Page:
3. An agency-employee agreement is required before an employee may participate in the FWAP on a long-term basis (for more than two consecutive workweeks).  A sample agreement for civilian employees is shown in Manual Appendix 7-6-2-B.  A sample agreement for Commissioned Officers is shown in Manual Appendix 7-6-2-C.

    4. An employee participating in the FWAP on a short-term basis, two consecutive workweeks or less, will not be required to complete an employee-agency agreement.  In such instances, the supervisor must recommend in writing to the approving official that the work be performed at home.

    5. An employee participating in the FWAP on a long-term basis must work at least one day every two consecutive workweeks at the official worksite.

    6. The work schedule approved for an employee participating in the FWAP must be observed.  Duty time may not be used for purposes other than official work.  Although participation in the FWAP may provide employees more time to accomplish family responsibilities, the FWAP is not to be used by employees to care for young children or other dependents during the agreed upon scheduled hours of work.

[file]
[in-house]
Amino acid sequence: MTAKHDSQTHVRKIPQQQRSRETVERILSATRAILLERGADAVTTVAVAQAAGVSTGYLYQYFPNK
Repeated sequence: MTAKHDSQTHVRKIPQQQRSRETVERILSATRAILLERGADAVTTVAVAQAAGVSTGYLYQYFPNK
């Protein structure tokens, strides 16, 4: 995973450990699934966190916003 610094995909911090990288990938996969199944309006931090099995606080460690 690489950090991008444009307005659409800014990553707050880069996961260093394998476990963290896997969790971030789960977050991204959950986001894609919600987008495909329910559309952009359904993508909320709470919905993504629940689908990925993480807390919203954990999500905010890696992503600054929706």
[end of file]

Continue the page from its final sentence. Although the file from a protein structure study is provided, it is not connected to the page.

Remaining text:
7. Employees participating in the FWAP may work a flexitime schedule or alternate work schedule if the schedule is consistent with the nature of the work being performed and the frequency of communication necessary with those at the official worksite or with work contacts in other locations.

    8. Supervisors must ensure that employees working at home or at a telecommuting center are readily accessible to management officials, co-workers, and customers.

    9. All applicable time and attendance, leave, and pay regulations must be observed by employees and managers when an employee participates in the FWAP.

    10. Suitable training/orientation is required and must be conducted for employees approved for participation in the program and their supervisors before an employee begins long-term participation in the FWAP.